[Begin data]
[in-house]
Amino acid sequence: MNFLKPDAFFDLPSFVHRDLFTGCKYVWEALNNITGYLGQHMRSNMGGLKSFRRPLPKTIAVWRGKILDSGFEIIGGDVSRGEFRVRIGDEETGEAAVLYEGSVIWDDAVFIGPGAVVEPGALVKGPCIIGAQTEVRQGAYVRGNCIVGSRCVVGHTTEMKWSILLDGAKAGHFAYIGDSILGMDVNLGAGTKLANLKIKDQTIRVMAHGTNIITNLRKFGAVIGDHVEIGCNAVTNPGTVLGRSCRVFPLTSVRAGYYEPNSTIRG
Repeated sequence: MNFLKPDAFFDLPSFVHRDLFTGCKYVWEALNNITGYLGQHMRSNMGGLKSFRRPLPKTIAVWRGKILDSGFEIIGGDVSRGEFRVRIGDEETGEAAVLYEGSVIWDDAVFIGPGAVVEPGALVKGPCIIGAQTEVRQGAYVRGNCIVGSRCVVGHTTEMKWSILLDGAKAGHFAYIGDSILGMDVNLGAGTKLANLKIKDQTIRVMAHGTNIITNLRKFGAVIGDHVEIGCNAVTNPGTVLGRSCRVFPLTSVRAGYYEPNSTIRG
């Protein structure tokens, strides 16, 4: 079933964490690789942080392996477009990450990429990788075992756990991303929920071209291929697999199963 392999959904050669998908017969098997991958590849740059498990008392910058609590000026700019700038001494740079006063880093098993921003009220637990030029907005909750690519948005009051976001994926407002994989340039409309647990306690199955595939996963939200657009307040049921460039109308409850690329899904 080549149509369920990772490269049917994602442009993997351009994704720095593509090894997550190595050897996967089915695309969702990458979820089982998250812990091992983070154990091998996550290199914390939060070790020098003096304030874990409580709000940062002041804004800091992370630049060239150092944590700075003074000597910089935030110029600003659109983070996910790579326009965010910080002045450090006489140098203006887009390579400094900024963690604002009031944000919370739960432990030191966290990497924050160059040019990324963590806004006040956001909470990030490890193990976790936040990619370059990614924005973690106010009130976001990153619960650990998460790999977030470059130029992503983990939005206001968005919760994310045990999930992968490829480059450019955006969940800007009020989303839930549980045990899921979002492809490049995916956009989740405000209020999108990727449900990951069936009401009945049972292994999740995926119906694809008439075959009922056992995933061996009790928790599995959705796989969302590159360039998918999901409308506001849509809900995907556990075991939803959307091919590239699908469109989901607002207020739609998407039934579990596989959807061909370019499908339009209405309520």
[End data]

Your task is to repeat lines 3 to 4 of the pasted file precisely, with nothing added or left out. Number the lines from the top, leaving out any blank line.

Repeated sequence: MNFLKPDAFFDLPSFVHRDLFTGCKYVWEALNNITGYLGQHMRSNMGGLKSFRRPLPKTIAVWRGKILDSGFEIIGGDVSRGEFRVRIGDEETGEAAVLYEGSVIWDDAVFIGPGAVVEPGALVKGPCIIGAQTEVRQGAYVRGNCIVGSRCVVGHTTEMKWSILLDGAKAGHFAYIGDSILGMDVNLGAGTKLANLKIKDQTIRVMAHGTNIITNLRKFGAVIGDHVEIGCNAVTNPGTVLGRSCRVFPLTSVRAGYYEPNSTIRG
């Protein structure tokens, strides 16, 4: 079933964490690789942080392996477009990450990429990788075992756990991303929920071209291929697999199963 392999959904050669998908017969098997991958590849740059498990008392910058609590000026700019700038001494740079006063880093098993921003009220637990030029907005909750690519948005009051976001994926407002994989340039409309647990306690199955595939996963939200657009307040049921460039109308409850690329899904 080549149509369920990772490269049917994602442009993997351009994704720095593509090894997550190595050897996967089915695309969702990458979820089982998250812990091992983070154990091998996550290199914390939060070790020098003096304030874990409580709000940062002041804004800091992370630049060239150092944590700075003074000597910089935030110029600003659109983070996910790579326009965010910080002045450090006489140098203006887009390579400094900024963690604002009031944000919370739960432990030191966290990497924050160059040019990324963590806004006040956001909470990030490890193990976790936040990619370059990614924005973690106010009130976001990153619960650990998460790999977030470059130029992503983990939005206001968005919760994310045990999930992968490829480059450019955006969940800007009020989303839930549980045990899921979002492809490049995916956009989740405000209020999108990727449900990951069936009401009945049972292994999740995926119906694809008439075959009922056992995933061996009790928790599995959705796989969302590159360039998918999901409308506001849509809900995907556990075991939803959307091919590239699908469109989901607002207020739609998407039934579990596989959807061909370019499908339009209405309520």